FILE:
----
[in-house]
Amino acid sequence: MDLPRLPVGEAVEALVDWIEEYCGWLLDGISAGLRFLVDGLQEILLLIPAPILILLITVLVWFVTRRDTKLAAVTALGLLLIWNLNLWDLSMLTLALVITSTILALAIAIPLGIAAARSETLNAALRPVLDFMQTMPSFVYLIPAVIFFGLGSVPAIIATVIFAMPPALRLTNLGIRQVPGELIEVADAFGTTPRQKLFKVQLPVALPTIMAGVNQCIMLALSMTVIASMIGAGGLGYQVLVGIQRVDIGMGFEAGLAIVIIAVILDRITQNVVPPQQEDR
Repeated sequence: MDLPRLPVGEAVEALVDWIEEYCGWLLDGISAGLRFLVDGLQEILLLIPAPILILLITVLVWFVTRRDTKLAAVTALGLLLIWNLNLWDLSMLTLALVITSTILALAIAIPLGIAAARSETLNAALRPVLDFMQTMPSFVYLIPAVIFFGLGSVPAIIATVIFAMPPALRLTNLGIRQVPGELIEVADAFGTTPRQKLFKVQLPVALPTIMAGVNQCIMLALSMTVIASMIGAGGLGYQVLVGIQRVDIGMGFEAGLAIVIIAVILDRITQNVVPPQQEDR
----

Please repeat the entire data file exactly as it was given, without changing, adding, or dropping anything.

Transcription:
[in-house]
Amino acid sequence: MDLPRLPVGEAVEALVDWIEEYCGWLLDGISAGLRFLVDGLQEILLLIPAPILILLITVLVWFVTRRDTKLAAVTALGLLLIWNLNLWDLSMLTLALVITSTILALAIAIPLGIAAARSETLNAALRPVLDFMQTMPSFVYLIPAVIFFGLGSVPAIIATVIFAMPPALRLTNLGIRQVPGELIEVADAFGTTPRQKLFKVQLPVALPTIMAGVNQCIMLALSMTVIASMIGAGGLGYQVLVGIQRVDIGMGFEAGLAIVIIAVILDRITQNVVPPQQEDR
Repeated sequence: MDLPRLPVGEAVEALVDWIEEYCGWLLDGISAGLRFLVDGLQEILLLIPAPILILLITVLVWFVTRRDTKLAAVTALGLLLIWNLNLWDLSMLTLALVITSTILALAIAIPLGIAAARSETLNAALRPVLDFMQTMPSFVYLIPAVIFFGLGSVPAIIATVIFAMPPALRLTNLGIRQVPGELIEVADAFGTTPRQKLFKVQLPVALPTIMAGVNQCIMLALSMTVIASMIGAGGLGYQVLVGIQRVDIGMGFEAGLAIVIIAVILDRITQNVVPPQQEDR